The “Action by Incorporator” is usually no more than one or two paragraphs. Because it is so short and simple, and often needs to be signed by someone other than the founders, it often gets overlooked. However, failing to get a signed “Action by Incorporator” can have major consequences. Without the Action by Incorporator, there is no documentation appointing the initial directors, and therefore any action taken after the incorporation could be potentially deemed unauthorized and possibly invalidated. This could include any equity issuances, contracts, investments, etc. In other words, founders should ALWAYS verify that this document is completed and stored promptly after their entity is formed.

(Here’s the official Delaware code requiring Action by Incorporator.)

Qualification as a Foreign Entity

Filing your Certificate of Incorporation, obtaining an EIN, and signing the Action by Incorporator are the most basic requirements for getting any startup off the ground. However, if you are operating in any state other than Delaware, you may be required to submit a filing in that state to be allowed to operate there. Every state calls this filing something different, some call it a “registration to do business,” others an “authorization to exist,” but for our purposes, we’ll use the generic term “Qualification as a Foreign Entity.”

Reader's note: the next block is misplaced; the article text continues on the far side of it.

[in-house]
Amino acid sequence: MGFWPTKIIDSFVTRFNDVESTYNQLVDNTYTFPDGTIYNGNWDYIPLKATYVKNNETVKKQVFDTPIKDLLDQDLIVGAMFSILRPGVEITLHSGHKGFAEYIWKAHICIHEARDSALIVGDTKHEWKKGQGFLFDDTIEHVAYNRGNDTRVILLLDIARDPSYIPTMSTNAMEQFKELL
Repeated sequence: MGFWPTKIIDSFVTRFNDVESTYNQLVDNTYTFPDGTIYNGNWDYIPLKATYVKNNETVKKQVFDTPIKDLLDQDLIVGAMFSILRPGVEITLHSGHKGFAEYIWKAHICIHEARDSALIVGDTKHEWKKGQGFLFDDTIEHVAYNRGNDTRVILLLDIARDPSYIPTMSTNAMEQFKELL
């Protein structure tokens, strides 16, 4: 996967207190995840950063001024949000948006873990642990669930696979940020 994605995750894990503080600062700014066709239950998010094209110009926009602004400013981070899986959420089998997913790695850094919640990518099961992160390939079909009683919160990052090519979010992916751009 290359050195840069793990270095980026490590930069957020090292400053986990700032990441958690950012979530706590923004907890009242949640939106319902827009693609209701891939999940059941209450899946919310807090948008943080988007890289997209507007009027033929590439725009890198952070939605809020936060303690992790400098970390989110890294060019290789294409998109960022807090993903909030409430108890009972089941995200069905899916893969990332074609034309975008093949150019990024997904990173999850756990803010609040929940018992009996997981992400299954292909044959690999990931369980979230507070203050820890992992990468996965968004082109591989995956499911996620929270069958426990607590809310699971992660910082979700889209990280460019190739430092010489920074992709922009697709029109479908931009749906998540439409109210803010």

A company typically needs a Qualification as a Foreign Entity in each state where it owns or leases real property or pays employees. It is also typically required to make state filings for employee or sales tax. Some banks may require you to have your Qualification as a Foreign Entity before opening a bank account in that state.